Pay the IRS Before Other Creditors
April 16, 2012
Article courtesy of SBAM approved partner AdvanceHR
How Courts Find “Willful Neglect”
It’s widely-known that employers are required to deposit employment taxes with the federal government in a timely fashion. However, the potential consequences of a failure aren’t as well-publicized. If you are treated as a “responsible person” for this purpose, you may be personally liable for an amount equal to 100 percent of the tax liability.
In other words, the shortfall might come right out of your own pocket!
Liability may be avoided only if you can show that the failure to pay taxes wasn’t willful. If you simply know about an employment tax deficiency-or should have known-and you ignore the problem, it is considered to be willful neglect.
Who is a “responsible person” for this purpose? Unfortunately, there’s no-clear cut definition in the tax law. Each case is decided on the its own merits. However, the courts have traditionally focused on three key factors:
1. Status – Are you an officer or high-ranking employee of the company or do you otherwise have an ownership interest in the company?
2. Duty – Is the duty to manage, oversee or otherwise administer the financial affairs of the company stated in writing? If so, does it specifically pertain to the payment and collection of employment taxes?
3. Authority – Do you have the authority to ensure that employment taxes are properly collected and paid? Do you have authority to sign checks, hire and fire employees and so on?
Note that the responsibility isn’t necessarily limited to just one person in the company. It can be extended to multiple parties who could be held jointly or severally liable, as one court case illustrated.
Facts of the case: Mr. Constantino, the founder of a Pennsylvania-based trucking firm, owned 80 percent of the company and served as its Chief Executive Officer (CEO), president and treasurer. He was paid an annual salary of $232,000. Mr. Horovitz, the Chief Financial Officer and vice-president owned the remaining 20 percent of the firm. He was paid $180,000 a year.
On several occasions, Horovitz advised Constantino that the company was failing to pay its employment taxes. Both officers were fully aware of that the firm was experiencing severe economic difficulties. Nevertheless, using funds collected for employment taxes, Horovitz authorized payments to other creditors totaling $1.8 million. The IRS eventually hit both with a tax bill of close to $1 million after interest and statutory penalties were tacked on.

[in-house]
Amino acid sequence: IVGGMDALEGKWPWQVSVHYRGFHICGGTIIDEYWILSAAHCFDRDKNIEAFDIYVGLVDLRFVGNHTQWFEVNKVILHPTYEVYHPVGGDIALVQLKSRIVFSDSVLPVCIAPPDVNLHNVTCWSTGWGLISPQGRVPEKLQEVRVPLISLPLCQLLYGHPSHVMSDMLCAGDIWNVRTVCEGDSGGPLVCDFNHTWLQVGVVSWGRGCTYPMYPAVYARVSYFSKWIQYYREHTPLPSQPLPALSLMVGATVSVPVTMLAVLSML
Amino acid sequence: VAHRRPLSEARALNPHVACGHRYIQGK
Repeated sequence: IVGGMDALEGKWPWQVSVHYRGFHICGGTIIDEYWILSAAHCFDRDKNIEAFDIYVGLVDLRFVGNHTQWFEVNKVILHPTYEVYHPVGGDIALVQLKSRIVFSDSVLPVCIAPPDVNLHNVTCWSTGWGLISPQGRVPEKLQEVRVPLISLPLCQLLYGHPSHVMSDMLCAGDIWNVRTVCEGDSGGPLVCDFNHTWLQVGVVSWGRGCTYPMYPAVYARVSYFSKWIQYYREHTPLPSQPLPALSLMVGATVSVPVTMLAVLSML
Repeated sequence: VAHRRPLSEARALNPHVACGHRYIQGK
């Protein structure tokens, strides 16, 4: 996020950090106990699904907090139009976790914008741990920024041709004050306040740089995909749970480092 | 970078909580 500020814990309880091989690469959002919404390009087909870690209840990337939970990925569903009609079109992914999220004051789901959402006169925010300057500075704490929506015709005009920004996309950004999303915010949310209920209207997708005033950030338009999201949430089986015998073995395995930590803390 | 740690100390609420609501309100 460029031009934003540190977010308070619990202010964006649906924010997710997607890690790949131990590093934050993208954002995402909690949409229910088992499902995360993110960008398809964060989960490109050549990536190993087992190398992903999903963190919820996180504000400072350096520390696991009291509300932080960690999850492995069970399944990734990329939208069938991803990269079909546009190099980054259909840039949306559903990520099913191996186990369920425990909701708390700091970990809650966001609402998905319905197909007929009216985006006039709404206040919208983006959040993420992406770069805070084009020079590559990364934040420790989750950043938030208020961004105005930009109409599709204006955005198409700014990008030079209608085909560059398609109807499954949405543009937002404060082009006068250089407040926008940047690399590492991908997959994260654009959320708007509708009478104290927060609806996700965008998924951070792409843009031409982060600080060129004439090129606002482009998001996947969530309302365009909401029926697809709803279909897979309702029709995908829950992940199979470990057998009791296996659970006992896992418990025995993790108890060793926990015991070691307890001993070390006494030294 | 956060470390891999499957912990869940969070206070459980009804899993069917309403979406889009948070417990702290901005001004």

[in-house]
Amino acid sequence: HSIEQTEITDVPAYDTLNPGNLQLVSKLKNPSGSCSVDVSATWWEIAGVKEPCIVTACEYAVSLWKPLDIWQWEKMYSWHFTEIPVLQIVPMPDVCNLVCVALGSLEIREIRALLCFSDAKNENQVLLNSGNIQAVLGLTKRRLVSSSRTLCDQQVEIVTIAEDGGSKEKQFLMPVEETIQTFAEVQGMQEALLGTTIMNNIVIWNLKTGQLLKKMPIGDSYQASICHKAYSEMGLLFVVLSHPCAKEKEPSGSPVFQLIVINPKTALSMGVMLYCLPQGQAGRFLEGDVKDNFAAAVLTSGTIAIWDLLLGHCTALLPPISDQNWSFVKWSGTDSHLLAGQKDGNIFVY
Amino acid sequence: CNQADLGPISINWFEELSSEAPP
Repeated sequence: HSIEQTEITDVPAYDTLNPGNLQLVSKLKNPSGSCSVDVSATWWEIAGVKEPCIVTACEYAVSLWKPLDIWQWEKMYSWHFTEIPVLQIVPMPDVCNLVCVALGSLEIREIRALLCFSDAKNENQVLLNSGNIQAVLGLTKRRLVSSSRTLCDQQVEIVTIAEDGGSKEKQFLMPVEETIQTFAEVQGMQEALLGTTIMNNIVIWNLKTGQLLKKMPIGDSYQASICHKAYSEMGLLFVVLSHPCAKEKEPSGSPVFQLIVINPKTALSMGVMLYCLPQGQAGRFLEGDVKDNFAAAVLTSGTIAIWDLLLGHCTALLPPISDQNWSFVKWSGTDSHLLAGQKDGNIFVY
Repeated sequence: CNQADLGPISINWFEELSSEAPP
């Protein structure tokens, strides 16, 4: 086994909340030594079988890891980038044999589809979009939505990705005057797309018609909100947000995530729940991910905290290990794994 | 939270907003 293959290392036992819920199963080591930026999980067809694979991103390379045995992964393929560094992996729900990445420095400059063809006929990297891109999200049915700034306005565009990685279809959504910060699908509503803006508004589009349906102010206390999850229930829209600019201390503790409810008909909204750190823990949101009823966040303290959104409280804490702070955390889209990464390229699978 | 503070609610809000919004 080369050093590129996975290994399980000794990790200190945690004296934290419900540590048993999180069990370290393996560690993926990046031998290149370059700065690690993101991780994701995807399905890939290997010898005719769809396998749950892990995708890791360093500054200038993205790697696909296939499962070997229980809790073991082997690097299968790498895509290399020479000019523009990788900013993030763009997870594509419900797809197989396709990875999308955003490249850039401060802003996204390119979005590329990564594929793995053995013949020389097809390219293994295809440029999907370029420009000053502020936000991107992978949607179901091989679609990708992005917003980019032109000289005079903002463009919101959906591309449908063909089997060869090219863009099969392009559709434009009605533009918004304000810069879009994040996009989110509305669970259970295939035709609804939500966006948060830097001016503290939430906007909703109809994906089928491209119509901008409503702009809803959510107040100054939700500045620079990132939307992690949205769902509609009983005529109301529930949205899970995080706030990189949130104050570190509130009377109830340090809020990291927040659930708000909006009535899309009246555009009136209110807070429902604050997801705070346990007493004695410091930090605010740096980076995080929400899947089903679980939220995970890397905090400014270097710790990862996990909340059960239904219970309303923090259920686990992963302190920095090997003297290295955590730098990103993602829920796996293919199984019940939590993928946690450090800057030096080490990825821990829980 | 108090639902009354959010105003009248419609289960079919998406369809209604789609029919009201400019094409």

Eventually, the District Court determined that both parties may be held responsible, Constantino knew about the deficiencies and that other creditors were being paid before the IRS. Also, his status as the CEO and highest-paid employee was a contributing factor. Similarly, Horovitz is also responsible because he authorized the checks to other creditors through use of the funds from employment tax collections. (Horovitz, DC-PA, 2:06-cv-279, 2/11/08)
In similar situations, the IRS can collect the full amount owed-liability, penalties and taxes-from either party or both. However, if one of the parties is not primarily responsible for the liability and pays a disproportionate amount, he or she may sue the other party in federal court for recovery of funds.
Is being sick enough to get you off the hook from the 100 percent employment tax penalty? Not according to another court case.
Due to a wide variety of health problems-including obesity, high cholesterol, diabetes and gout-the CEO of a company curtailed his time in the office. He formally resigned his position as president. The next year, he suffered a heart attack, followed by an angina attack a year later.
Nevertheless, in his remaining capacity as CEO, he still maintained control over management affairs. He had the ability to write and sign checks, prefer one creditor over another and supplement corporate accounts with personal funds. Result: The District Court determined the CEO was a “responsible person” for unpaid employment taxes. (Savage, DC-Cal., 2/22/06)
Practical approach: Don’t put yourself at risk. Take steps to ensure that payroll taxes are paid in full and on time. If other amounts are owed, make sure that the IRS is paid first. Using an outside payroll services firm can help ensure compliance.